Chicago officers may be tracked by GPS
By Kim Janssen
CHICAGO — Every Chicago Police officer's movements could be electronically tracked by global positioning systems if a program being tested in the Chicago Lawn District wins approval.
The program, which requires officers to wear GPS cell phones while on duty, is intended as an officer-safety measure, bosses say, but also could be used to discipline officers.
A group of 50 patrol, gang and tactical officers based in Chicago Lawn will test the technology, which allows supervisors to plot their locations on a computer screen in real time.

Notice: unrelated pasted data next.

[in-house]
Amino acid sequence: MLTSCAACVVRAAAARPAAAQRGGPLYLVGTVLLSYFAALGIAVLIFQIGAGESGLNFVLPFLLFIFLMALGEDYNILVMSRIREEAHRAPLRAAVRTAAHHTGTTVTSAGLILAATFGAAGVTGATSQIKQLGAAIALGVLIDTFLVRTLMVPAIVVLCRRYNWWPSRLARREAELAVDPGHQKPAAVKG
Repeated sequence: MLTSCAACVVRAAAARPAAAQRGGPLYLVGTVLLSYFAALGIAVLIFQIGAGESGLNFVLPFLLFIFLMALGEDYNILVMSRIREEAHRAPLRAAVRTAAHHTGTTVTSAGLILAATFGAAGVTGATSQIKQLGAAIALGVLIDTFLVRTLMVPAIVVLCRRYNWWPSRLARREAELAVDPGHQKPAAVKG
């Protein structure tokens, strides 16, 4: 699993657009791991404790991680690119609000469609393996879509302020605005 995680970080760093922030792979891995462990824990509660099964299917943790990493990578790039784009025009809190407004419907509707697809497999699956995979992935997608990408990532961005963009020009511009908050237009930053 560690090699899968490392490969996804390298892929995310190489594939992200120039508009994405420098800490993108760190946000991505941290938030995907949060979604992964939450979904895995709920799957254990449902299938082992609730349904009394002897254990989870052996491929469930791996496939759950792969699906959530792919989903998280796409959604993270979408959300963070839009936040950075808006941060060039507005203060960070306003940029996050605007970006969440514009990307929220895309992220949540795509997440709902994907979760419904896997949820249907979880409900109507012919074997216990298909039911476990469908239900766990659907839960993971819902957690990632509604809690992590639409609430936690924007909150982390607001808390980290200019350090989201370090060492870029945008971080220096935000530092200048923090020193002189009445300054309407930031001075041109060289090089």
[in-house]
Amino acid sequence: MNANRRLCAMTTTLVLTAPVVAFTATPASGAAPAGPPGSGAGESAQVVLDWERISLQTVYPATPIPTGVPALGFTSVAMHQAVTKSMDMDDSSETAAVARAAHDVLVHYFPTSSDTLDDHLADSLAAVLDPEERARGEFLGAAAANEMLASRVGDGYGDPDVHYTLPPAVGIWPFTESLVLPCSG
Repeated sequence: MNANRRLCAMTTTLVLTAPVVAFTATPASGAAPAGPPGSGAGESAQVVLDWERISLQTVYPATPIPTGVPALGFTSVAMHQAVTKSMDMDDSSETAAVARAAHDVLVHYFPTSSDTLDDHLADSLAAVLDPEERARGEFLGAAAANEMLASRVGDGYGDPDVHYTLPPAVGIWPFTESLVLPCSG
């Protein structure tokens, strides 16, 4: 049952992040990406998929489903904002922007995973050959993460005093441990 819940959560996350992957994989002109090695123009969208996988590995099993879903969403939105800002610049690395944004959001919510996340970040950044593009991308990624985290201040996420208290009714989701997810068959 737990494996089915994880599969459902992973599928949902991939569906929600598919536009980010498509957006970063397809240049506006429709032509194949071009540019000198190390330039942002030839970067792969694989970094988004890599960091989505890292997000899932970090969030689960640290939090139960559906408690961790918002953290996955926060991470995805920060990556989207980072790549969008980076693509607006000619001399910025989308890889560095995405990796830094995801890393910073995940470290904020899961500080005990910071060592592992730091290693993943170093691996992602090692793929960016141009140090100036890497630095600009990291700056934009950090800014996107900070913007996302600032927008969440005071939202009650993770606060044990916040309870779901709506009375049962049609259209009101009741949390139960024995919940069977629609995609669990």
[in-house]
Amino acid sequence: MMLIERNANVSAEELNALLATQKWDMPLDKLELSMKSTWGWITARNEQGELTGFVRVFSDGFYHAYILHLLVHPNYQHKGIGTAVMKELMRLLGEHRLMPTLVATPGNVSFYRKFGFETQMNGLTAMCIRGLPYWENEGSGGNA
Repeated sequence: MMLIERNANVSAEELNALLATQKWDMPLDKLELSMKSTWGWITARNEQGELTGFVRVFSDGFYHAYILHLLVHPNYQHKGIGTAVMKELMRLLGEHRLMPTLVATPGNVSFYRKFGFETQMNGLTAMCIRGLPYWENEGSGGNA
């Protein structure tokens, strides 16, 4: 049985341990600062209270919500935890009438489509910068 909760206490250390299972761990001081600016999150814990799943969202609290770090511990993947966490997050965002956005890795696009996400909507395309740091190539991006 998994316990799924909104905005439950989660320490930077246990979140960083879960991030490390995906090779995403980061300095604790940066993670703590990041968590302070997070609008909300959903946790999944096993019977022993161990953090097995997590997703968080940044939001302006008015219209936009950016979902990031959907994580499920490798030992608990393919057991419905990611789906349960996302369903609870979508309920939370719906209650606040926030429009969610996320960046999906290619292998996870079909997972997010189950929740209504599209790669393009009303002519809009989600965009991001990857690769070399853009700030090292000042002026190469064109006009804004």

"If there's an officer who's in a chase in an alley in a part of the city he's unfamiliar with, the dispatcher will be able to find his location and alert backup," information services Commander Jonathan Lewin said.
The phones can be used only to call a list of approved numbers. Although many officers carry private phones — and since 2005 all cell phones can be used to track their owners — the program is the first organized attempt to keep precise, constant tabs on officers' whereabouts.
Copyright 2007 Chicago Sun-Times
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